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WARREN TOWNSHIP SHOOTOUT Defendant to be his own lawyer



Published: Wed, July 11, 2001 @ 12:00 a.m.



The deputy wounded in the standoff underwent surgery.

By PEGGY SINKOVICH

VINDICATOR TRUMBULL STAFF

WARREN -- Jerry Harnar, accused of shooting a Trumbull County deputy sheriff, told a municipal court judge that he intends to serve as his own attorney.

Then, he requested that his jailers get him his favorite breakfast food.

"I want bananas and milk," Harnar demanded Tuesday, as he was escorted from the courtroom at the county jail after his video arraignment.

Harnar, 58, of 5141 Parkman Road, Warren Township, pleaded innocent Tuesday to three counts of felonious assault. Township Police Chief Thomas Rush said Harnar shot at two township deputies and then held police at bay for three hours Monday before shooting Deputy Mike Davis in the leg. Davis remains in satisfactory condition in Forum Health Trumbull Memorial Hospital.

Judge Terry Ivanchak, who saw Harnar through the video screen, set a $1 million bond.

"You are a danger to yourself and to others," Judge Ivanchak said.

Defendant's response: Harnar, who kept shaking his head "no" during the arraignment, told the judge that he did not want to talk to a public defender.

"I am going to be my own attorney just like Traficant," Harnar said loudly, referring to James A. Traficant Jr. of Poland, D-17th.

The judge asked Harnar to meet with a public defender. "Just listen to what they have to say, OK?" Judge Ivanchak added.

A preliminary hearing is set for Tuesday. Harnar is being held at the county jail. If convicted on the charges, Harnar could face up to 30 years in prison.

Davis, 31, who has been with the sheriff's department for six years, underwent surgery Tuesday to remove the bullet from his leg. Davis said he hoped to go home from the hospital late Tuesday or sometime today.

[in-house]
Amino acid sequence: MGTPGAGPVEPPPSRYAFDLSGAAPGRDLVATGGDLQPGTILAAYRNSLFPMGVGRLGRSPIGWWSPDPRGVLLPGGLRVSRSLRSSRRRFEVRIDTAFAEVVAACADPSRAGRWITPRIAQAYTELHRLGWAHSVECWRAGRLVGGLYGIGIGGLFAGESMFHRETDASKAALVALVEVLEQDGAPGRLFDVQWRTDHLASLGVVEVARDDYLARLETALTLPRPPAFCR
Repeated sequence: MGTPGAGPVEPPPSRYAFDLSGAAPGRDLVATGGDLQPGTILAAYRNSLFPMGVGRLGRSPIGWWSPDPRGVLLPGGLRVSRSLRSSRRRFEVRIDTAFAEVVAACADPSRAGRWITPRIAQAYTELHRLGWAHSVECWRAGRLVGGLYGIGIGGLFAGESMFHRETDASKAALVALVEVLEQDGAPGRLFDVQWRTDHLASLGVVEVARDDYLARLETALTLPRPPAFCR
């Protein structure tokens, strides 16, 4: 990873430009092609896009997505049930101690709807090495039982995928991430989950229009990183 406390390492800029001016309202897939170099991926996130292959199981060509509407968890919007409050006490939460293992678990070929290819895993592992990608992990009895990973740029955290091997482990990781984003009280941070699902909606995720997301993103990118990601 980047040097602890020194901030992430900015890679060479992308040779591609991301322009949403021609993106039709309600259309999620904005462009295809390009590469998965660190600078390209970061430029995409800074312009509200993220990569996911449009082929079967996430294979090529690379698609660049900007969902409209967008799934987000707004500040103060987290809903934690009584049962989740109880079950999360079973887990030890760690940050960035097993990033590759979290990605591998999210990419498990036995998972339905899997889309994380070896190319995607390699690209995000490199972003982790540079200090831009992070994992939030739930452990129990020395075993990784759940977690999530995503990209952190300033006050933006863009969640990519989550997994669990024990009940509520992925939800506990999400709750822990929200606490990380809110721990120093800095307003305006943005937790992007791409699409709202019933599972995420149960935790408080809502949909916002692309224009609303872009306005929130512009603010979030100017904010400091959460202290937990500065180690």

Davis said he feels good and is eager to get back to work.

Rush and Lt. Donald Bishop said they have had problems with Harnar in the past, including taking him to a hospital for psychiatric care. Bishop said he doesn't know why Harnar became upset Monday.

What happened: "Mr. Harnar had told his mother earlier on Monday that he wanted the refrigerator taken out of the house because it was making too much noise," Rush said.

"His mother had hired two people to come and get the refrigerator but before they could move it, he started assaulting his mother."

Mrs. Harnar ran outside her house around 3:15 p.m. Monday. The two people who had come to move the refrigerator were in the driveway and called 911, police said.

When Warren Township police arrived, Harnar fired at the two officers with his .22-caliber rifle, police said. The officers were not injured.Township police called other nearby agencies and several police officers sat outside Harnar's home for three hours.

"We tried to speak with him, but it didn't work because he wouldn't talk to us," Bishop said. "His mother said that he wouldn't talk on the phone because he felt the phone has electricity inside it and it would hurt him."

Rush said police officers felt that Harnar was "not going to give up."

"We were told that he had ammunition in every room of the house," Rush said. "He was in this for the long haul."

At 6:15 p.m. police fired tear gas into the home and threw several "flash-bang" grenades. Deputies then attempted to go in to make an arrest.

Harnar saw the deputies and began to fire, police said. Davis, who was leading the deputies, was shot outside Harnar's door.

"Mr. Harnar had ammunition in every room, and we learned after going into the house that he had fired several shots at the walls," said Chief Ernie Cook of the sheriff's department.

"Mr. Harnar was under a blanket to protect him from the tear gas and he had a lot of his worldly possessions, like his money, right with him."

Cook said that Harnar gave police a statement about the deputy's shooting. "He said that he wouldn't have shot him if 'the s-- of a b---- didn't try to break down [his] door,'" Cook said.




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